I leave Spitfire with either Mammoth or Stumptown as my next destination. Strolling down Royal St.—a tiny one lane lined with antique shops, jewelry stores, and bad art galleries, I come to an intersection where opposite me looms a Walgreens. It seems so anachronistic, so foreign to this place that I am strolling through (which itself is a bit anachronistic to the current century) that I am for a moment quite taken aback. Like while wandering through this living theater I somehow stumbled backstage, to the real world as it were. I stand here staring at this anomaly for a short while until I am accosted by a crazy African-American guy looking for money for McDonald’s. I offer to buy him a sub at Subway in exchange for a photograph. He agrees but won’t stop moving around, creeping here and there, turning his head this way and that so that getting a portrait is like trying to pin down with a needle a squirming worm. I get one though. Quite magnificent too. A portrait of the maniac in the midst of his mania. Something is wrong with his foot or leg so that he has to limp alongside me, all the while he’s talking about things I don’t even remember. Certainly nothing important. Likely nothing at all. Just talking to talk. Like he has all this verbal puss building up inside of him that this continuous chatter is a squeezing of the pimple which then just reseals and builds up again immediately. If he doesn’t talk, no matter what it’s about, all this puss just backs up and becomes an even greater abscess, and then God only knows what he might do. We arrive at the Subway and all he wants is a six inch tuna salad on wheat, plain. Then asks me to get him a beer across the street, something he very plainly does not need, to which I decline. He’s rather unpleasant to the Subway staff, but clearly he suffers from a mental condition. He seems quite irritated with everybody, and has an acerbic, vitriolic temper. He starts talking to someone else and I take that as an opportunity to escape.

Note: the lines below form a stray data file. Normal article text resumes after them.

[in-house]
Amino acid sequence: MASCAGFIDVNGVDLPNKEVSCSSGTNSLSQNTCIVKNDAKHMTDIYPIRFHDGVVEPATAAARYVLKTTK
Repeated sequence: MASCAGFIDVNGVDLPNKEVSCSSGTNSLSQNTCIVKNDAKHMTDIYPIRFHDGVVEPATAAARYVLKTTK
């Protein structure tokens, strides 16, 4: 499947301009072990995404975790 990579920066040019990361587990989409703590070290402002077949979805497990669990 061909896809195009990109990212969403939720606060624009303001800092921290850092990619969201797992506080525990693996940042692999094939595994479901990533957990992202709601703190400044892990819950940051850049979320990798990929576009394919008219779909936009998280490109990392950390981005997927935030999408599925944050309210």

At Stumptown on the ground floor of the ACE Hotel. I remember reading in a coffee publication when this place opened to much fanfare and interest. Now, looking around, it just seems old and outdated. A bit abused. Worn out. It’s lost its sheen. Lost its luster. There is a door inside the cafe that opens onto the hotel lounge. Everyone in there sitting on the couches and chairs looks bored, like a bunch of monkeys sitting in trees waiting for something to happen. It’s a strange sort of motionlessness in there, like at any moment a bomb could go off, and that’s almost like the most likely thing to happen. It’s a period of subdued pandemonium, like this moment’s just been wrapped up in a straight jacket that a nut in a madhouse might wear, before the dinner bell goes ring-a-ding-ding, and once that’s done its drunks either at the table or at the bar or at a different bar, and the riots and the whoopee!, and the dynamite and the sex and the headache the next morning, and some more sleeping in soft beds with soft pillows and the room service bringing up breakfast and coffee and lastly the question of are any of us happy? because if we really were what reason would we have for carrying on in this way.

I’m going out for a drink.

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New Orleans at last! Currently at a little, ramshackle cafe, Fair Grinds Coffeehouse, with colorful tables and chairs; and walls of painted wood boards, the paint worn completely away in places so that the bare, old wood showed through, and faded nearly colorless everywhere else; horses and their jockeys in mid-race form painted across the top, and a couple of old ceiling fans connected via a belt to a pulley on each. It is a decidedly second-wave shop. One of those fair trade joints serving coffee that “tastes like coffee”. It’s comfortable, warming, welcoming, and they serve day-old baked goods for a dollar. There is a strong community vibe here. I actually like it a lot. It’s sort of my ideal coffee space, and is reminiscent of the feel of an old cafe I frequented when I made my first forays into coffee shop culture. I just wish the coffee was better. That said, like the ubiquitous American diner with it’s $1.50 unlimited refills, the coffee quality or lack of, is part of the experience.